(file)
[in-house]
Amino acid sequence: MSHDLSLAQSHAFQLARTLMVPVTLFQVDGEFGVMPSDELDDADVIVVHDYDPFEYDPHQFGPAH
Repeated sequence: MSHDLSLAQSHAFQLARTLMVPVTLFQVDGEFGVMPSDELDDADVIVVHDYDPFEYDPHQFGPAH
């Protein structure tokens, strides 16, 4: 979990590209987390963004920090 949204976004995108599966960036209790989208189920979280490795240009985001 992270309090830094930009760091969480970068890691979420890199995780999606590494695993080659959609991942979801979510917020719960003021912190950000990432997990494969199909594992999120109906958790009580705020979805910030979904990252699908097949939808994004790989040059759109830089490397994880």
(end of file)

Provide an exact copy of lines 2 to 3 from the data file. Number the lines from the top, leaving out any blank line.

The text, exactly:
Amino acid sequence: MSHDLSLAQSHAFQLARTLMVPVTLFQVDGEFGVMPSDELDDADVIVVHDYDPFEYDPHQFGPAH
Repeated sequence: MSHDLSLAQSHAFQLARTLMVPVTLFQVDGEFGVMPSDELDDADVIVVHDYDPFEYDPHQFGPAH